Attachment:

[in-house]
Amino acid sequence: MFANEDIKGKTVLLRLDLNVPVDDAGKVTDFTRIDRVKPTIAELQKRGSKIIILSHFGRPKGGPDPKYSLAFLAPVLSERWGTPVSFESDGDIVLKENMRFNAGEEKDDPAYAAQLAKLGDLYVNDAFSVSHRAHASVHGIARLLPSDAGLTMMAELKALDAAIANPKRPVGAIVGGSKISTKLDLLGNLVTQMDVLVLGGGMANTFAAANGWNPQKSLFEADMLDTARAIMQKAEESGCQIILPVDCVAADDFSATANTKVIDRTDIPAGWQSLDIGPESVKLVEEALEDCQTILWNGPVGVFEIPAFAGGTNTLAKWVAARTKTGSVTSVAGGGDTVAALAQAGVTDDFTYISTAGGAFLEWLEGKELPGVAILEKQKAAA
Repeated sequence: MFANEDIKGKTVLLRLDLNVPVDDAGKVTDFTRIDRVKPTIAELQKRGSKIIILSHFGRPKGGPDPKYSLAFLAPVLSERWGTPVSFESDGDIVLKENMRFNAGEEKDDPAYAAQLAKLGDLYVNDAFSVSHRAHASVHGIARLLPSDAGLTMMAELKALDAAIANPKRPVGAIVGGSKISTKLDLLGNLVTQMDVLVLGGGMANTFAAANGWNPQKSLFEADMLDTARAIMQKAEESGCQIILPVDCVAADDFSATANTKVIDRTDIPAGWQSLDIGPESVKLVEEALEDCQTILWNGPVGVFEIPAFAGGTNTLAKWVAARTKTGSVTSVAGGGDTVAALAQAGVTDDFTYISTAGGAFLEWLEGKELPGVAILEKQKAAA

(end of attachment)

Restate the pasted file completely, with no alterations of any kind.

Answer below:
[in-house]
Amino acid sequence: MFANEDIKGKTVLLRLDLNVPVDDAGKVTDFTRIDRVKPTIAELQKRGSKIIILSHFGRPKGGPDPKYSLAFLAPVLSERWGTPVSFESDGDIVLKENMRFNAGEEKDDPAYAAQLAKLGDLYVNDAFSVSHRAHASVHGIARLLPSDAGLTMMAELKALDAAIANPKRPVGAIVGGSKISTKLDLLGNLVTQMDVLVLGGGMANTFAAANGWNPQKSLFEADMLDTARAIMQKAEESGCQIILPVDCVAADDFSATANTKVIDRTDIPAGWQSLDIGPESVKLVEEALEDCQTILWNGPVGVFEIPAFAGGTNTLAKWVAARTKTGSVTSVAGGGDTVAALAQAGVTDDFTYISTAGGAFLEWLEGKELPGVAILEKQKAAA
Repeated sequence: MFANEDIKGKTVLLRLDLNVPVDDAGKVTDFTRIDRVKPTIAELQKRGSKIIILSHFGRPKGGPDPKYSLAFLAPVLSERWGTPVSFESDGDIVLKENMRFNAGEEKDDPAYAAQLAKLGDLYVNDAFSVSHRAHASVHGIARLLPSDAGLTMMAELKALDAAIANPKRPVGAIVGGSKISTKLDLLGNLVTQMDVLVLGGGMANTFAAANGWNPQKSLFEADMLDTARAIMQKAEESGCQIILPVDCVAADDFSATANTKVIDRTDIPAGWQSLDIGPESVKLVEEALEDCQTILWNGPVGVFEIPAFAGGTNTLAKWVAARTKTGSVTSVAGGGDTVAALAQAGVTDDFTYISTAGGAFLEWLEGKELPGVAILEKQKAAA